I’ll always hold a special place in my heart for my first car, a VW Rabbit Convertible that took me to college in California from my home in Connecticut (three times!) and on countless beach jaunts and other road trips.
By about year five, the car had its share of quirks. The manual window hand crack had come off the door so in order to raise or lower the window you had to find the handle, fit it onto the metal attachment on the door, hold it in place, and crank. At altitude, the car would stall each time I used the clutch, making for a complex driving routine that went something like this: depress clutch, car stalls, restart car in neutral, put into desired gear, release clutch, repeat. Later, the driver’s side door failed and, rather than seek the source of the problem, I just continued business as usual through the passenger side.
Even now, I drive a beater that’s logged over 150,000 miles. The driver’s side door doesn’t work from the inside, so when I park I need to remember to roll down the window so I can let myself out. It’s become so routine that I hardly notice the inconvenience.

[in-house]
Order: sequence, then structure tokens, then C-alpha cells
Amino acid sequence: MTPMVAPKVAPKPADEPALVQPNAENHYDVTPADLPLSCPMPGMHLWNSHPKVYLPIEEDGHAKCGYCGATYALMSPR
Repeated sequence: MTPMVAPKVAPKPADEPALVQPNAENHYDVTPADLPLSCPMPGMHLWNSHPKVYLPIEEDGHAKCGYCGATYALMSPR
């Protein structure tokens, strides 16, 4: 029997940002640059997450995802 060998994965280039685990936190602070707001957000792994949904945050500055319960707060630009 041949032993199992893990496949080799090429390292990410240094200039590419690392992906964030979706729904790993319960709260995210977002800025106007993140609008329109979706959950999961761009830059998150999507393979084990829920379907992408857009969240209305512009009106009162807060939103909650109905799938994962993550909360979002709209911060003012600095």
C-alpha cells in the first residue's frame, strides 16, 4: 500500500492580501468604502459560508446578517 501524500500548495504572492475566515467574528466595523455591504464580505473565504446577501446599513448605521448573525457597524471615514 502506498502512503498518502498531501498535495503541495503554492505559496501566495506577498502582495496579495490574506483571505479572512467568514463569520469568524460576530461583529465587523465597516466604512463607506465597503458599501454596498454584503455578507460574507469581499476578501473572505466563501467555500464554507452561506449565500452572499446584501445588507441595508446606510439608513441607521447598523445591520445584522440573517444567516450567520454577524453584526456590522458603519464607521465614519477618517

All this adjustment and adaptation has fostered patience with the things around me that are less than perfect. My years of automotive tolerance helped me build what Buddhists refer to as “a radical acceptance,” a practice that has seeped into other areas of my life.
Yes, there are still days when I long for a car that’s iPod-ready and whose cup holders actually hold a cup of coffee around a tight turn. But for now, I’ve got other ways to spend my twenty grand and, more importantly, my mental energy.
Tags: buddhism, buddhist, cars, new car, new cars, radical accpetance, used cars, VW, yoga
Next time our new car culture has you wanting to trade up on your less-than-perfect ride, figure out a way to roll with it. You’ll save thousands and maybe learn a little acceptance along the way.